7 Ways to Build a Sustainable Movement

A flywheel is needed to build a sustainable movement.
A flywheel is a rotating mechanical device that is used to store rotational energy.

Want to see change? Don’t start a church. Don’t start a business. Don’t hire a bunch of experts.

Those things are great. But they are a bit finite in their ability to affect macro-level-change in society.

Instead, start a movement of people.

And if you really want to see change, start a sustainable movement. As in, something that’ll go beyond you, outpace you, and grow bigger than you can imagine.

A sustainable movement starts with you and grows a life of its own.

It is possible. It is within your skill set. And it just might be what God wants you to do. 

But how do you do that?

See, the problem is that there is going to be a gravitational pull to emulate something you know. As hard as you try your movement wants to become just another thing that is like a lot of other things out there not changing things.

Here’s 7 Ways to Build a Sustainable Movement of People for Change

  1. Resist Systems – All systems aren’t bad. In fact, you’re going to need some systems for organizing, funding, and stuff like that. What I mean by resisting systems is resisting a “this is how we do things” mentality. Systems of human behavior on your team will lead you to results you can already imagine. Too many great ideas stall out because the mental capacity of the team gets locked into a mentality which leads to proven results. If your way of thinking grew you to 5,000 people– don’t get locked into thinking that you have it down. Chances are high that the way you are thinking will only lead you to where you are at right now. You don’t know how to keep it going, be open to new values driven ways of doing things. 
  2. Make Sense – If you are starting something it has to make sense, not just to you, but to everyone. If you can’t explain what it is you are trying to do in 30 seconds or less… it doesn’t make sense. How do you get to that point? Keep talking to people. Talk it out, talk it out, talk it out. The best ideas are simple and make sense. People will march on Washington with you if what you care about makes sense to them. But they won’t even join an email list if it doesn’t. 
  3. Have Fun – You should have regular moments where you pause and think, “Wait, this is making a difference? I’m having way too much fun.” People aren’t going to join you if it’s not fun. And if you are stressed out and not having fun, that’s lethal. 
  4. Embrace Whimsy – This is more than just fun. Whimsy keeps people coming back, it is a creative streak. When your movement embraces whimsy it allows people to connect with you on a more human level. You aren’t just doing serious work, you’re entirely relatable.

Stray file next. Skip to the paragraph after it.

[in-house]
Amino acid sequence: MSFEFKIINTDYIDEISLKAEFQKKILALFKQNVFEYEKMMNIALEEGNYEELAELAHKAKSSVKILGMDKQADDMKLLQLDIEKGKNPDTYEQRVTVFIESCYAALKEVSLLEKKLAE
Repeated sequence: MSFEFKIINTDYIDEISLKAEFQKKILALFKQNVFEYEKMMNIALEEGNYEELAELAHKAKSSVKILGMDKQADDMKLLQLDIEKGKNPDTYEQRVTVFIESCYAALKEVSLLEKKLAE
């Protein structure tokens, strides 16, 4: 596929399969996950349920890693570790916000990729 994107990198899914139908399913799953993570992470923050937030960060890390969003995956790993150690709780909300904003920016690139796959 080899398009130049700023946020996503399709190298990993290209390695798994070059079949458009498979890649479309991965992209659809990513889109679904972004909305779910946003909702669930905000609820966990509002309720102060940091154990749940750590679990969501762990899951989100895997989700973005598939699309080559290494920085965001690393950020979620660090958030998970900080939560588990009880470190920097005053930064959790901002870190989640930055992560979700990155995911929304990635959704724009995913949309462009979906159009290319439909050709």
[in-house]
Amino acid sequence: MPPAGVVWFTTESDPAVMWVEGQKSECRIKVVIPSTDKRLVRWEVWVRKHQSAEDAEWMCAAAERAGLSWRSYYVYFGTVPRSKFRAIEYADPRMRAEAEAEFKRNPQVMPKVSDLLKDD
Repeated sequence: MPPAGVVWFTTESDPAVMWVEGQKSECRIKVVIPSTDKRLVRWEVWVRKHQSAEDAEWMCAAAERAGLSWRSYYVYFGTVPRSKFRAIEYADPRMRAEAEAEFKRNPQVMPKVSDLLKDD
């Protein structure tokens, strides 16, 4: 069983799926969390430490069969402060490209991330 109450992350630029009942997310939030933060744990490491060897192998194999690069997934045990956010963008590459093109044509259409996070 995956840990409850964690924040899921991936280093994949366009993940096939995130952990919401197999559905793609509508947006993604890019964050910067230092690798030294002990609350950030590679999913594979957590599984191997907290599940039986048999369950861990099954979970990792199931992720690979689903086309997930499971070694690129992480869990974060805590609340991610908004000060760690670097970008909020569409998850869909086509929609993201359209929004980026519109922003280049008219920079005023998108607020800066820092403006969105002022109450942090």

5. Easy entry, easy access – It has to be easy for people to join. No training, no pre-requisites, no paperwork, no meetings. Just show up and jump in to help. This was one tactical advantage  the Obama campaign has exploited for the past two election cycles. If I wanted, I could login to the website and they’d give me numbers to call, scripts to use, and even ways to sign up to go campaign in other states. (I didn’t do it, for the record.) 
  6. Reject the Limits of Goals – Once you start thinking towards a specific measurable number, you’re kind of locked in on that number more than you are seeing change happen. They become the limit of how much you can do. Set a single goal: The mission of your movement. And all the other measurable things really don’t matter that much. 
  7. Make Kool Aid – Movements have a certain culture to them. Build a sustainable movement means that people who are into it will actually reshape their lives to reflect the values of your movement. In order to do that, you need to have something that makes your movement distinctive. (Extrinsically.) I know that feels funky. But if you aren’t making Kool Aid no one will drink it. (Sorry for the Jim Jones reference, it’s a phrase that’s taken on a life of its own beyond its grim beginning.)
What are some ways you see things becoming movements? What am I missing in this post? Share your ideas in the comments below. 



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One response to “7 Ways to Build a Sustainable Movement”

  1. Sam Halverson Avatar
    Sam Halverson

    Examples? That would help. I know, I know – that tempts us into “emulating something we know”, but it does help me get inspired too.

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